How do you get a two-tonne boulder out of your living room?

Don't ask Betty McGrail - she's still trying to work that one out.

Mrs McGrail, 80, walked into her living room after the Christchurch earthquake to find a "pretty big" chunk of rubble partially embedded in her living-room floor.

The boulder, the size of a dining-room table for four, had hurtled down the Port Hills and smashed through a telephone pole and the wall of her Heathcote Valley house before settling on the floor right beside her favourite chair.

She was home when the quake struck, but fled down the road when her chimney started to implode.

"There were boulders and rocks coming down the hill from all different areas," she said.

"They came down the hill fast, bouncing. They came from everywhere with a 'boom, boom, boom'. When I went back to my house this big boulder was in the sitting room. It's sitting there quite nicely, like it's happy to be there. And no one knows how to get it out."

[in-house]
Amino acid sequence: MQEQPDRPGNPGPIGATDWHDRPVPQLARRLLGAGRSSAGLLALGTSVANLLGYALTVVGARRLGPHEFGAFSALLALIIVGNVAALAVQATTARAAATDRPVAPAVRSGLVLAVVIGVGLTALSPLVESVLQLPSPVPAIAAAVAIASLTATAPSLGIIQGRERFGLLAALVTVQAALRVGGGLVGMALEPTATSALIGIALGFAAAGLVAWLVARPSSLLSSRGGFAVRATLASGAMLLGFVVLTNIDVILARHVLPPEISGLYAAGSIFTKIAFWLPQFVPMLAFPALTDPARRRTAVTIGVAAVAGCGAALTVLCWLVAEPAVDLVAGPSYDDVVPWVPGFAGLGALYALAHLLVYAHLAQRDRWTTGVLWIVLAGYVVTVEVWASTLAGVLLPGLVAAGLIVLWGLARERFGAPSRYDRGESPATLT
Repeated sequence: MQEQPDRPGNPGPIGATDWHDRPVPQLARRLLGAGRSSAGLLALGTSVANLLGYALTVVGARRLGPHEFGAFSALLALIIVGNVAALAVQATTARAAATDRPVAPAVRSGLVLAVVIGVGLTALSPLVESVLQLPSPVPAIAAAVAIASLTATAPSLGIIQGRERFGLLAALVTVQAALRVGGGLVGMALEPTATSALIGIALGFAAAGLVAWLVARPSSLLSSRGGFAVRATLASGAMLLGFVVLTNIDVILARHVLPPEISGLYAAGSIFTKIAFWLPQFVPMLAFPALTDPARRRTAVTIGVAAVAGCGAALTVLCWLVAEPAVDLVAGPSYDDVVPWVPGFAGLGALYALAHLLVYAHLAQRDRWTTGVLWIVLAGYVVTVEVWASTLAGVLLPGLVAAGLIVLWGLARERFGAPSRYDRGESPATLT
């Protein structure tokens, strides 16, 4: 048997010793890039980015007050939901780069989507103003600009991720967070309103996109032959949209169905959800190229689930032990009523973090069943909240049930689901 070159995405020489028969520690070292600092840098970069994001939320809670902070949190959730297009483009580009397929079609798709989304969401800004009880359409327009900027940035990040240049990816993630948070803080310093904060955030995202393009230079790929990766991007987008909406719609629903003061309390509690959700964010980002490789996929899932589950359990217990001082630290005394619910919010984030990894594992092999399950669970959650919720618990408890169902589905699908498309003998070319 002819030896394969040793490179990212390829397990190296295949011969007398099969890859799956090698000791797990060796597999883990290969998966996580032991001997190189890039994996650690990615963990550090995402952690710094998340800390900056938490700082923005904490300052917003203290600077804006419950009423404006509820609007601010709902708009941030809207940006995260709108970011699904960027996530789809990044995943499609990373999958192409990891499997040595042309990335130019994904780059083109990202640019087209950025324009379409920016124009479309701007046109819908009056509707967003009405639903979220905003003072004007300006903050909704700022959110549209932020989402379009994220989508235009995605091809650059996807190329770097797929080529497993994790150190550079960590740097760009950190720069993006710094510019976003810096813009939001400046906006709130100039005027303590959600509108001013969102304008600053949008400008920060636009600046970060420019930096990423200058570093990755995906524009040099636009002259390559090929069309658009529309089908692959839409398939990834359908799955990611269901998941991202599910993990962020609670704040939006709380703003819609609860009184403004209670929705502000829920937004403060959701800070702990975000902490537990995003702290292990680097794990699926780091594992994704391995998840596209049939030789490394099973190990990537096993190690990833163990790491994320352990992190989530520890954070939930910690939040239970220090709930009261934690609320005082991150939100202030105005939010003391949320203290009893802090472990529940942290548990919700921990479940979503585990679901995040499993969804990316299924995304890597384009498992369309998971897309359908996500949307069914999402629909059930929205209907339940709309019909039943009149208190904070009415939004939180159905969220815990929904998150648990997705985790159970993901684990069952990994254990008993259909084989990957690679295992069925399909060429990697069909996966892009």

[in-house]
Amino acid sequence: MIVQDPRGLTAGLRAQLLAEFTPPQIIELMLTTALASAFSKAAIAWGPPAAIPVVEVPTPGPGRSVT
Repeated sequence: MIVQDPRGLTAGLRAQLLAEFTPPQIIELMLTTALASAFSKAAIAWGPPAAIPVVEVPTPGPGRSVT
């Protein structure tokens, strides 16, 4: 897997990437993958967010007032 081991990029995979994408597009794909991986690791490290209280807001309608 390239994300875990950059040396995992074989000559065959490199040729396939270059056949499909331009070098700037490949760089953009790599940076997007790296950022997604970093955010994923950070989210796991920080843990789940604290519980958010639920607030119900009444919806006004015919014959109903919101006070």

Mrs McGrail has lived in her home for 45 years and runs a stonefruit orchard on site. Nothing else in the house was damaged - not one picture has come off the wall and not a single glass or ornament broke.

"But I've got this boulder. It smashed through the wall and left a big hole. It came down the hill and broke a telephone pole on its way. It landed right by my chair. It would have given me a bit of a fright if I'd been sitting there.

"It must have bounced over the neighbours' fence because it didn't break it. Everyone who sees it just shakes their head at it. It seems to be at home there."

Mrs McGrail does not want to keep the boulder; in fact, she cannot wait to be rid of it.

But no one has been able to work out how to shift it.

"Somebody said to take the top off and turn it into a table. But I don't like it much," she said with a laugh.

"Someone said dig a hole and push it through, someone else said take the roof off and lift it out and someone else said they'd have to drill it. These men have all these good ideas, but no one's been able to shift it."

Unlike Phil Johnson, who has named the boulder that smashed through his Christchurch home Rocky and is auctioning it on Trade Me, Mrs McGrail is quite keen to see the back of her own piece of quake memorabilia.

"Oh, I don't want to give it a name. I don't think I want to see it again."